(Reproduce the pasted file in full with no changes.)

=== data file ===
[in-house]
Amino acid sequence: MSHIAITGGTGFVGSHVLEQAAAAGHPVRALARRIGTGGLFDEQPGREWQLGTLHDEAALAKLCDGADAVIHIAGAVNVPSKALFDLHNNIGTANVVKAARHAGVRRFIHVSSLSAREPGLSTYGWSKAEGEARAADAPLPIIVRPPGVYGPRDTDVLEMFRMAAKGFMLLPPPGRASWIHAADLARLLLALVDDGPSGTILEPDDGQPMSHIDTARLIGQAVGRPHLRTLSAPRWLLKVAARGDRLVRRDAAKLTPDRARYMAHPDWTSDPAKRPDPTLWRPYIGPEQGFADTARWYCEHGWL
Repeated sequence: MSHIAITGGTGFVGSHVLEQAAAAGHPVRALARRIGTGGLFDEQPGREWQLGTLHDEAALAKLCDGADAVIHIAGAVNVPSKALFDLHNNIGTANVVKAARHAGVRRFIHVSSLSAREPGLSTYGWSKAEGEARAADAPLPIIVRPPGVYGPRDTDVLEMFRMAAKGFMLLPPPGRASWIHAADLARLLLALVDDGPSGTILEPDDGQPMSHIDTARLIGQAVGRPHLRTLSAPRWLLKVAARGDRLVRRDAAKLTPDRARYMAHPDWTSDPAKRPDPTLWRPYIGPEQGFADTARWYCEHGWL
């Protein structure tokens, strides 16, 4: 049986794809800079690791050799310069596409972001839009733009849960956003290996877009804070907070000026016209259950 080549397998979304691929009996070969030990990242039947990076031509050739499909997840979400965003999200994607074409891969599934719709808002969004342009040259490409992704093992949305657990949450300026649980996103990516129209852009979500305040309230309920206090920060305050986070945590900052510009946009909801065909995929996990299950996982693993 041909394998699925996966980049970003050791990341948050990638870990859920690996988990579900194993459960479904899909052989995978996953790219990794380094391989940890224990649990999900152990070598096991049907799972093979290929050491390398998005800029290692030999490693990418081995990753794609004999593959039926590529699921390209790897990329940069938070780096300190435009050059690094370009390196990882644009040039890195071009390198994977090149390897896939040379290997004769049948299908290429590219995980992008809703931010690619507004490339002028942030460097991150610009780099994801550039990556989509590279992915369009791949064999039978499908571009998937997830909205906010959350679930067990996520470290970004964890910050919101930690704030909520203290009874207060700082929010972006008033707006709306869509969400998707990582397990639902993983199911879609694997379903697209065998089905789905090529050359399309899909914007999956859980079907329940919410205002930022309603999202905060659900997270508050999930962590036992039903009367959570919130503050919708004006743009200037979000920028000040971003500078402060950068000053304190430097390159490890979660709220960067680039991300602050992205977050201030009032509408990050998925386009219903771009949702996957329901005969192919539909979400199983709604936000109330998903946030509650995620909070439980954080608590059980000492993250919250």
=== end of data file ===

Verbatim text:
[in-house]
Amino acid sequence: MSHIAITGGTGFVGSHVLEQAAAAGHPVRALARRIGTGGLFDEQPGREWQLGTLHDEAALAKLCDGADAVIHIAGAVNVPSKALFDLHNNIGTANVVKAARHAGVRRFIHVSSLSAREPGLSTYGWSKAEGEARAADAPLPIIVRPPGVYGPRDTDVLEMFRMAAKGFMLLPPPGRASWIHAADLARLLLALVDDGPSGTILEPDDGQPMSHIDTARLIGQAVGRPHLRTLSAPRWLLKVAARGDRLVRRDAAKLTPDRARYMAHPDWTSDPAKRPDPTLWRPYIGPEQGFADTARWYCEHGWL
Repeated sequence: MSHIAITGGTGFVGSHVLEQAAAAGHPVRALARRIGTGGLFDEQPGREWQLGTLHDEAALAKLCDGADAVIHIAGAVNVPSKALFDLHNNIGTANVVKAARHAGVRRFIHVSSLSAREPGLSTYGWSKAEGEARAADAPLPIIVRPPGVYGPRDTDVLEMFRMAAKGFMLLPPPGRASWIHAADLARLLLALVDDGPSGTILEPDDGQPMSHIDTARLIGQAVGRPHLRTLSAPRWLLKVAARGDRLVRRDAAKLTPDRARYMAHPDWTSDPAKRPDPTLWRPYIGPEQGFADTARWYCEHGWL
């Protein structure tokens, strides 16, 4: 049986794809800079690791050799310069596409972001839009733009849960956003290996877009804070907070000026016209259950 080549397998979304691929009996070969030990990242039947990076031509050739499909997840979400965003999200994607074409891969599934719709808002969004342009040259490409992704093992949305657990949450300026649980996103990516129209852009979500305040309230309920206090920060305050986070945590900052510009946009909801065909995929996990299950996982693993 041909394998699925996966980049970003050791990341948050990638870990859920690996988990579900194993459960479904899909052989995978996953790219990794380094391989940890224990649990999900152990070598096991049907799972093979290929050491390398998005800029290692030999490693990418081995990753794609004999593959039926590529699921390209790897990329940069938070780096300190435009050059690094370009390196990882644009040039890195071009390198994977090149390897896939040379290997004769049948299908290429590219995980992008809703931010690619507004490339002028942030460097991150610009780099994801550039990556989509590279992915369009791949064999039978499908571009998937997830909205906010959350679930067990996520470290970004964890910050919101930690704030909520203290009874207060700082929010972006008033707006709306869509969400998707990582397990639902993983199911879609694997379903697209065998089905789905090529050359399309899909914007999956859980079907329940919410205002930022309603999202905060659900997270508050999930962590036992039903009367959570919130503050919708004006743009200037979000920028000040971003500078402060950068000053304190430097390159490890979660709220960067680039991300602050992205977050201030009032509408990050998925386009219903771009949702996957329901005969192919539909979400199983709604936000109330998903946030509650995620909070439980954080608590059980000492993250919250």